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Everything's right in the world again

Back on track: The EC approves Public Review Reconsideration Ballot for Jigsaw

Gabriela Motroc
Jigsaw

© Shutterstock / Rawpixel.com

Everything’s right in the world again! The Public Review Reconsideration Ballot for JSR #376 has finally been approved. There were 24 votes in favor and one member voted Abstain — zero votes against this time.

Isn’t this a wonderful view?

Final results of the Public Review Reconsideration Ballot for JSR #376

Last month, the EC failed to approve the Public Review Ballot for JSR 376. There were 13 votes against and 10 in favor and although the final results of the Public Review Ballot for JSR 376 were hardly encouraging, David Blevins, founder and CEO of Tomitribe claimed that the red checkbox has its benefits. Turns out he was right!

Now there are 24 votes in favor and one member that voted AbstainRed Hat—.

SEE ALSO: Georges Saab: “The Java 9 delay doesn’t mean there’s a change per se to Jigsaw”

[Almost] Everyone is happy: Comments

IBM voted Yes. Just a couple of months ago, Tim Ellison of IBM wrote that the company cast a negative vote because they thought that “the JSR is not ready at this time to move beyond the Public Review stage and proceed to Proposed Final Draft.IBM would like to see closer consensus amongst the entire Expert Group before this specification proceeds to the next step.”

Now, IBM “supports the revised JPMS specification moving to Proposed Final Draft, with credit due to Oracle as the specification leader and those in the JSR 376 Expert Group who dedicated their time to reaching this milestone.”

London Java Community also voted Yes and echoed “IBM’s thanks to Oracle (as the specification leader) and those in the JSR 376 Expert Group who dedicated their time to reworking and clarifying areas of the specification that we were concerned about.”

The LJC’s concerns over interoperability with the Java ecosystems defacto build tool / module repository (Apache Maven) have been addressed as have the concerns over the ability for independent implementations of the compiler to be built (noticeably ejc).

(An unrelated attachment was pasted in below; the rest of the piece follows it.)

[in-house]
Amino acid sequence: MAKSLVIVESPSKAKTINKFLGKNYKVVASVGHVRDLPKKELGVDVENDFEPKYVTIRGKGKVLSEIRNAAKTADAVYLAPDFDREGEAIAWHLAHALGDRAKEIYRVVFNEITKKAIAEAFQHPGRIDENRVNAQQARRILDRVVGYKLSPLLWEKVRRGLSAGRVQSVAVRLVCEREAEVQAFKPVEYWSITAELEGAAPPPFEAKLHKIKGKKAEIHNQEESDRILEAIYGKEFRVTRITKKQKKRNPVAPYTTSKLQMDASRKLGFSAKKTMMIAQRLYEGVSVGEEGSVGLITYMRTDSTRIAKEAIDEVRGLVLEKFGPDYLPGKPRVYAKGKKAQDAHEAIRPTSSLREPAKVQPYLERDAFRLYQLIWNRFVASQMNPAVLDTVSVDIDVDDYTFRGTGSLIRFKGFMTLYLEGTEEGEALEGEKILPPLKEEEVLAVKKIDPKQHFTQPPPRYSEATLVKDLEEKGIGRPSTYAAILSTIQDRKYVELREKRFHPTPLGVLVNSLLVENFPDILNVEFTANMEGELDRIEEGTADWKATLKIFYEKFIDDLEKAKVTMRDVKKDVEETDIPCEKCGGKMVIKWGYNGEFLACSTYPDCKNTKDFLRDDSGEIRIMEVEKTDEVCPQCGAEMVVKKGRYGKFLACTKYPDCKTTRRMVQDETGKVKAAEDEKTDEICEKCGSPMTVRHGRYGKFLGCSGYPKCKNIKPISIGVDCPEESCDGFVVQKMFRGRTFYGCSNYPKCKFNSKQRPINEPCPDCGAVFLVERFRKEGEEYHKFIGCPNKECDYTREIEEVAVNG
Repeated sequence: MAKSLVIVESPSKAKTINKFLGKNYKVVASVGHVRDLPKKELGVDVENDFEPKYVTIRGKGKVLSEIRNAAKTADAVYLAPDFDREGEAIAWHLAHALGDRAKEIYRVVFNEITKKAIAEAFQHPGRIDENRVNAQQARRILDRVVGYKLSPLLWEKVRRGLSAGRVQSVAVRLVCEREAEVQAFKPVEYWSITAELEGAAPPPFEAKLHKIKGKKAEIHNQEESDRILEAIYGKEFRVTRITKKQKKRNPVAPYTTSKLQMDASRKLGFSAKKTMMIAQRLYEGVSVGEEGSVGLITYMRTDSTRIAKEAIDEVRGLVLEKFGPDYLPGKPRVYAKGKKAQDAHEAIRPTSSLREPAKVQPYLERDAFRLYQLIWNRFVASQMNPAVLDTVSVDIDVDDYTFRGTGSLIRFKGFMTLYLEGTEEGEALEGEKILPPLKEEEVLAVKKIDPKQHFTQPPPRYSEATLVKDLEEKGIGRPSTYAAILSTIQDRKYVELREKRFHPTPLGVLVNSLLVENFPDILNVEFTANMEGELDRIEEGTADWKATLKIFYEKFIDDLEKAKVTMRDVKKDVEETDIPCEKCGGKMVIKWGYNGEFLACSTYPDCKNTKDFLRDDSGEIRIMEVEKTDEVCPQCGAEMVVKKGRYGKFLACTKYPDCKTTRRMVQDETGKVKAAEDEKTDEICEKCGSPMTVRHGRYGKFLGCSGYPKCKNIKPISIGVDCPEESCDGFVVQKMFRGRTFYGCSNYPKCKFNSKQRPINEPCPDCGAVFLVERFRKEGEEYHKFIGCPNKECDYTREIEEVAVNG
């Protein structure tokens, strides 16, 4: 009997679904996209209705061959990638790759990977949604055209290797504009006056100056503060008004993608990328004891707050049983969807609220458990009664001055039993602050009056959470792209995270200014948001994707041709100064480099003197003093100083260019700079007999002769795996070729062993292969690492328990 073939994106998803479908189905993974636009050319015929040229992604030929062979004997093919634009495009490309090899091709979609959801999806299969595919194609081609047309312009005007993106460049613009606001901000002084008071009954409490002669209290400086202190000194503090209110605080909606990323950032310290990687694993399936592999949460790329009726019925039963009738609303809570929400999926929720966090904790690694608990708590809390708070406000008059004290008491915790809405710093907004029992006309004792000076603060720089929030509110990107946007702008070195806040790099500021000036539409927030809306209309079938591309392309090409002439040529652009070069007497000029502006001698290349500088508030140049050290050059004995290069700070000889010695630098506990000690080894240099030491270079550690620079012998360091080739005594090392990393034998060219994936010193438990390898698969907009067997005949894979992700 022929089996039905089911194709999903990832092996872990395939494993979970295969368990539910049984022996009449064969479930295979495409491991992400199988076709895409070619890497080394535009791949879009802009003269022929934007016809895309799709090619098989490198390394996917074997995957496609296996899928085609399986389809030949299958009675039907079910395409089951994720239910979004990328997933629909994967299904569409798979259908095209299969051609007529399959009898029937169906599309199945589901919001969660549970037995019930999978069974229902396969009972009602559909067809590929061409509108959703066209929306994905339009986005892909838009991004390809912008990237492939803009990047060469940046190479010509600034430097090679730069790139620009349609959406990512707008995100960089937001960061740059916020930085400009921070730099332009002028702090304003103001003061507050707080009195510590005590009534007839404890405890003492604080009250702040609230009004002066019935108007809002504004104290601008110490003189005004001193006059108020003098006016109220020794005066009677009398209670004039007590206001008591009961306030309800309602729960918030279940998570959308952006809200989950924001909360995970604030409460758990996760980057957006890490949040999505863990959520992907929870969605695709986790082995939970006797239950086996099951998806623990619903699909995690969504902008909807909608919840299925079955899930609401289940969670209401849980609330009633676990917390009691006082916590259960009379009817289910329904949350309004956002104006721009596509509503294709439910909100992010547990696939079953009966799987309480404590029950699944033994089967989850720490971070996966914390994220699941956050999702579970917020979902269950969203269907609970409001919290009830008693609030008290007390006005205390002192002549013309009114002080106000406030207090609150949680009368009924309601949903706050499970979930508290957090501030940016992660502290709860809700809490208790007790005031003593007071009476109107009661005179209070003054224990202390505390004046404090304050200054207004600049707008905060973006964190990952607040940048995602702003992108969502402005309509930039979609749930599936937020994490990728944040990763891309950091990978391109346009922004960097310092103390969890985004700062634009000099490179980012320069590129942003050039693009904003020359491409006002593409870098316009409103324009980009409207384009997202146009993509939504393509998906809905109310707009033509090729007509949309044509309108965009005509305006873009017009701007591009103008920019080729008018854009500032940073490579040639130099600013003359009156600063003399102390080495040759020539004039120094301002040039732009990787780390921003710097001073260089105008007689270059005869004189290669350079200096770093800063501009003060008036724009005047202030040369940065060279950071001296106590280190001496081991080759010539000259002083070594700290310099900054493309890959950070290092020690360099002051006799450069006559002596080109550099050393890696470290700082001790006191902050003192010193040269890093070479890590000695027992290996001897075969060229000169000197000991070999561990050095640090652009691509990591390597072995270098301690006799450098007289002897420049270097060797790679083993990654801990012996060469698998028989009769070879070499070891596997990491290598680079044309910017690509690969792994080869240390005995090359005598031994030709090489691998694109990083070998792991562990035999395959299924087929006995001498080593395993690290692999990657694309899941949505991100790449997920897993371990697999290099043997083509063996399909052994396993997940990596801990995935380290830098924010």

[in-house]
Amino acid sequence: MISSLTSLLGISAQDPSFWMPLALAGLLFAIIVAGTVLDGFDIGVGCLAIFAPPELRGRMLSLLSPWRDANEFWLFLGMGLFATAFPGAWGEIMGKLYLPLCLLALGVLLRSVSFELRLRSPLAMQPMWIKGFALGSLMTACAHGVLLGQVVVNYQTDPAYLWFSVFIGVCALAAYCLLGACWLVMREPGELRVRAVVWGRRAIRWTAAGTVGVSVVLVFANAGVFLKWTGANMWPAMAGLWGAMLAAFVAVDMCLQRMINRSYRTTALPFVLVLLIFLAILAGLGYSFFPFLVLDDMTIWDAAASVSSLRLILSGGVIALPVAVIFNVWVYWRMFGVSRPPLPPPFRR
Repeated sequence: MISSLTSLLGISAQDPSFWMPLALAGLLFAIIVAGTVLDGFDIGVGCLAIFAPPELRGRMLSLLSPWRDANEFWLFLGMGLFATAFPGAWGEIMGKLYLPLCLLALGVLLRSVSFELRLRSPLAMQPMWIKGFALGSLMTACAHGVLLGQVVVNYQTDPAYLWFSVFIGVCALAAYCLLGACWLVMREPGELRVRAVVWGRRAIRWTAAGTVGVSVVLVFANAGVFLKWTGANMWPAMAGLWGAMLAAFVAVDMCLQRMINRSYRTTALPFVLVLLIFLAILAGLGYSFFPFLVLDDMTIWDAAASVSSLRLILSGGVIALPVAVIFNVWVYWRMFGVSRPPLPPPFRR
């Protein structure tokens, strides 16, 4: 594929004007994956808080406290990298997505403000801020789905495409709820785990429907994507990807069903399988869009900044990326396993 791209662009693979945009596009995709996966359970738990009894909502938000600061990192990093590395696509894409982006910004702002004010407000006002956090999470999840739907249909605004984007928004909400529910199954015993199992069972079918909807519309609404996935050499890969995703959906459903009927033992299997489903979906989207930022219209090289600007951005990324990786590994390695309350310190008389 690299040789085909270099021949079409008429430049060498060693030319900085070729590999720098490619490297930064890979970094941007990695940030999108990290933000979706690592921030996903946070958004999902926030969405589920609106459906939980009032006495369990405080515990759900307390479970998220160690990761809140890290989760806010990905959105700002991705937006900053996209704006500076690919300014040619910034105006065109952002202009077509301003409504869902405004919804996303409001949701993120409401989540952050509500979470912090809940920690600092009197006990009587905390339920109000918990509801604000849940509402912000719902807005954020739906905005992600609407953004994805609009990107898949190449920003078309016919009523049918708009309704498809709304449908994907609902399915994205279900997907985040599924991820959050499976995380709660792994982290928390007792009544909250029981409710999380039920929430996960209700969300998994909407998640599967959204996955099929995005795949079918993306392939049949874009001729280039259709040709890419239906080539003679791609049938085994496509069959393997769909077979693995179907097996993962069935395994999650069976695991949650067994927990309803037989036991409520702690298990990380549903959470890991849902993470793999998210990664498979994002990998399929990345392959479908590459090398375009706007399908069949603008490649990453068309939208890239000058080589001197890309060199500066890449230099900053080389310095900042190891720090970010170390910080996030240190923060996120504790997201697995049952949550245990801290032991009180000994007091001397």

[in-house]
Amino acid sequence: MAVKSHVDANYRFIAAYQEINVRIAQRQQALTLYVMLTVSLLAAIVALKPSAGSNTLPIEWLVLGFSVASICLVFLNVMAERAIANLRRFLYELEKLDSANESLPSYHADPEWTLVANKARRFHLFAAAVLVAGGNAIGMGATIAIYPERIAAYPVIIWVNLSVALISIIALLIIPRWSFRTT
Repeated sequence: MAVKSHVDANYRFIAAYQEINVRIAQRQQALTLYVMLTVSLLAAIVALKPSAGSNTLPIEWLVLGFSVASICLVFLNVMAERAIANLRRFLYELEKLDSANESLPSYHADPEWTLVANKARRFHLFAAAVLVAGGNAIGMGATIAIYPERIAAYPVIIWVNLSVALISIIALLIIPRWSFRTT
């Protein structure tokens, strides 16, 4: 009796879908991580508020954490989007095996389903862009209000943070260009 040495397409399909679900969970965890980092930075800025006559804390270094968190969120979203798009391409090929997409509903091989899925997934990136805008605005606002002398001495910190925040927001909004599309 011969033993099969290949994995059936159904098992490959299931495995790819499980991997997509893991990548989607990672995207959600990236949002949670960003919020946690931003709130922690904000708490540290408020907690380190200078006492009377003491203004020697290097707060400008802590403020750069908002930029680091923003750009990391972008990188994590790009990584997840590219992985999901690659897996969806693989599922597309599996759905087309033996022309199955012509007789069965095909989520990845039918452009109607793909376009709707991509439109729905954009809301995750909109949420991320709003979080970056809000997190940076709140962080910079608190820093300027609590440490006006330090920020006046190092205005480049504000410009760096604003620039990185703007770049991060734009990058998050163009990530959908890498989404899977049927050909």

Ivar Grimstad thanked the EG and spec lead “for taking the concerns seriously and for the effort put into the specification” and Tomitribe praised the job the spec lead has done.

Red Hat voted Abstain  with the following comment:

Red Hat is voting Abstain at this time because although we think there has been positive progress within the EG to reach consensus since the last vote, we believe that there are a number of items within the current proposal which will impact wider community adoption that could have been addressed within the 30 day extension period for this release. However, we do not want to delay the Java 9 release and are happy with the more aggressive schedule proposed by the Specification Lead and EG for subsequent versions of Java because getting real world feedback on the modularity system will be key to understanding whether and where further changes need to occur. We hope that the Project Lead and EG will continue to be as open to input from the wider Java community as they have been in the last 30 days and look forward to the evolution of Java being driven by data from users and communities beyond OpenJDK.

We would also like to take the opportunity to thank the EG, the Oracle Specification Lead and others who assisted in the numerous meetings which have taken place in the last 30 days. This increased collaboration and positive approaches to discussing and resolving issues has been welcomed by ourselves and the wider Java community.

In addition to voting Yes, Twitter, Inc. expressed their gratitude for the way several ambiguities have been clarified (#RestrictedKeywords, #CompilationWithConcealedPackages, and #ResolutionAtCompileTime) and a few important changes have been made (#ModuleNameInManifest and Relax Strong Encapsulation) in the revised JSR 376 specification.

We are disappointed that the community will not immediately see the benefits that they are expecting JPMS to provide (#AvoidConcealedPackageConflicts, in particular). But we understand that the most requested features will require a lot more discussion and due diligence than is allowed in the JDK 9 timeframe. We hope that the first version of JPMS will provide a good basis for such features to be worked on and introduced in future JDK releases.

Werner Keil was glad to see that most of the key concerns have been resolved or have been promised to be resolved as soon as possible and thinks that “modularity will be beneficial to many parts of the Java ecosystem both smaller devices and larger systems like Java EE.”

So back to the question: Can 30 days do wonders for Project Jigsaw? The answer is YES.

Java 9 will be released on September 21, 2017.

asap

Author
Gabriela Motroc
Gabriela Motroc is an online editor for JAXenter.com. Before working at S&S Media she studied International Communication Management at The Hague University of Applied Sciences.

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